Technology’s Role Expands in the Classroom

by Tommy Johnson ’19

The rise of smartphones and the implementation of various new software and equipment in school systems has impacted education across the world. As a result, the educational experience our parents and grandparents received is far different from what we have come to know today. Perhaps the most significant effect technology has had on education has been its effect on how teachers run their classroom. Rather than in the past where textbooks were the primary form of instruction, teachers now have access to thousands of documentaries and resources, making class far more engaging for students. Student accountability has also been positively affected by the advancement of technology. Thanks to websites like, teachers can now more easily check work for plagiarism and ensure that the work students turn in is their own. Students are also able to stay on top of their grades more easily than in the past. Apps, such as Edline and MCPS Helper, allow students to always know what grade they have in a class and lets them be aware of any missing assignments that their teacher did not inform them of.

Standardized testing organizations have also taken interest in updating their tests to take advantage of modern technology. The College Board has stated that it is interested in offering a computerized version of the SAT in the future, but currently have no plans to do so. The ACT, on the other hand, has already begun administering computerized tests at designated centers. The main attraction of a computerized test is that students receive their test scores almost immediately after finishing, rather than having to wait for weeks in anticipation. Another benefit of computer-based testing is that the test can actually adapt to test-takers proficiency based on the correct number of responses they have entered so far. This feature allows less proficient test takers to receive questions more at their level, and gives better test takers the chance to challenge themselves.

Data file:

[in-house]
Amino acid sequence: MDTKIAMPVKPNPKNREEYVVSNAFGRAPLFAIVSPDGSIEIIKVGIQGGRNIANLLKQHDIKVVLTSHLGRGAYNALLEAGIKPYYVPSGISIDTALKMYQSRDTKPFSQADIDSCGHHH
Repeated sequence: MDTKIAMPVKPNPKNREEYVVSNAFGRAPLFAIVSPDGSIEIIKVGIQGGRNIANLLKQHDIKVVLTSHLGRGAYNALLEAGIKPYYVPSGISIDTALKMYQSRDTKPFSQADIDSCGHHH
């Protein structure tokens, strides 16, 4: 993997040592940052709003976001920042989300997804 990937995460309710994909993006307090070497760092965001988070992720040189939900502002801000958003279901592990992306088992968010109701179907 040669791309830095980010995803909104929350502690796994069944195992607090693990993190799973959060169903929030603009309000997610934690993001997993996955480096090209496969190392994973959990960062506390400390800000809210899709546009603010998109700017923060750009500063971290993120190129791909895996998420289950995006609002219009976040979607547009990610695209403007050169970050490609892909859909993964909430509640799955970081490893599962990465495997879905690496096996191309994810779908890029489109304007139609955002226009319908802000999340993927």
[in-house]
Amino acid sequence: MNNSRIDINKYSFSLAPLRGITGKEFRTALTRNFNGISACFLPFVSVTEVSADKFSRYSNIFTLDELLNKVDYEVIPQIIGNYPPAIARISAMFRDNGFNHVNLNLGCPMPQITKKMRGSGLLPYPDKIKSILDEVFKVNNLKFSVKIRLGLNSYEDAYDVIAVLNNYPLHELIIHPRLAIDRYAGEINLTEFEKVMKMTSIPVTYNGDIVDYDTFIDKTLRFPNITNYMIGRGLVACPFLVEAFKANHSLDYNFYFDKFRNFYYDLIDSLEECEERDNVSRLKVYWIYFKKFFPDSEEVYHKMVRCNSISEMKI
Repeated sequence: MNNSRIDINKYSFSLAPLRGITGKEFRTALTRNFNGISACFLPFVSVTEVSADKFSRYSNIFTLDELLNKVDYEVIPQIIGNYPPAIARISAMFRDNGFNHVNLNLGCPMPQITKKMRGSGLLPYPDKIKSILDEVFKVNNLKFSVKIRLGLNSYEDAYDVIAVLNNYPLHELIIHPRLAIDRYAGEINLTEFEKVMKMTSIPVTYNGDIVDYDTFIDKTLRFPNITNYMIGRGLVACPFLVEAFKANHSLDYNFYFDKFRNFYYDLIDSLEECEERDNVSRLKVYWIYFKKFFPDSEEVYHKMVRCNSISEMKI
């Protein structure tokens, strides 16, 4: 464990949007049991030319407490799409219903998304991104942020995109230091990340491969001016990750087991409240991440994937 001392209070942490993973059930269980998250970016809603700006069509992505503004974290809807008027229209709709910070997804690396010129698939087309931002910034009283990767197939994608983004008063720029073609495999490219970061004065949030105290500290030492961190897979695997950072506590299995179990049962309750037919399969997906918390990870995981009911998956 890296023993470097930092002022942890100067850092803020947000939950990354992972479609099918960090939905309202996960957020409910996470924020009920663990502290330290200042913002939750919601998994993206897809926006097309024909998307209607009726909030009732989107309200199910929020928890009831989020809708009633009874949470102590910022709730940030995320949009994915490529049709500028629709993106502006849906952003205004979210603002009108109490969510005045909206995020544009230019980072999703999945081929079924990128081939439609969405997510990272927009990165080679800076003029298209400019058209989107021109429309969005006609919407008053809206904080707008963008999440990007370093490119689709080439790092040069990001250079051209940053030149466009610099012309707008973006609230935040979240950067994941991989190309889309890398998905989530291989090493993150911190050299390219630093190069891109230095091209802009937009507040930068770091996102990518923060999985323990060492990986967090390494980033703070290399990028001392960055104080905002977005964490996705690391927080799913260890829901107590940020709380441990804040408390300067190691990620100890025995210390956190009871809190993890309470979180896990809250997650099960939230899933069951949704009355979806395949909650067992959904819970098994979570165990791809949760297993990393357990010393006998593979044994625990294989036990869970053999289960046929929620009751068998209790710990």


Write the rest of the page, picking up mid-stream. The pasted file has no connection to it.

While there have undoubtedly been large improvements in the quality and ease of education due to the advancement of technology, there have also been a number unforeseen downsides. Student attention has been negatively affected by the existence of smartphones, allowing students to distract themselves by going on social media, texting friends, or playing mobile games, rather than paying attention in class. School systems have attempted to combat smartphone use by enacting zero tolerance policies for cellphones in class; however because smartphones are so small and easy to conceal, these policies end up being difficult to enforce.

Another frustration for teachers caused by the development of technology is the creation of online homework resources. These resources allow students to find answers to almost any homework assignment rather than actually having to do the assignment themselves. A study done by Rutgers University shows that over 95 percent of students admitted to copying homework (either from another student or from an online resource) at some point in their life.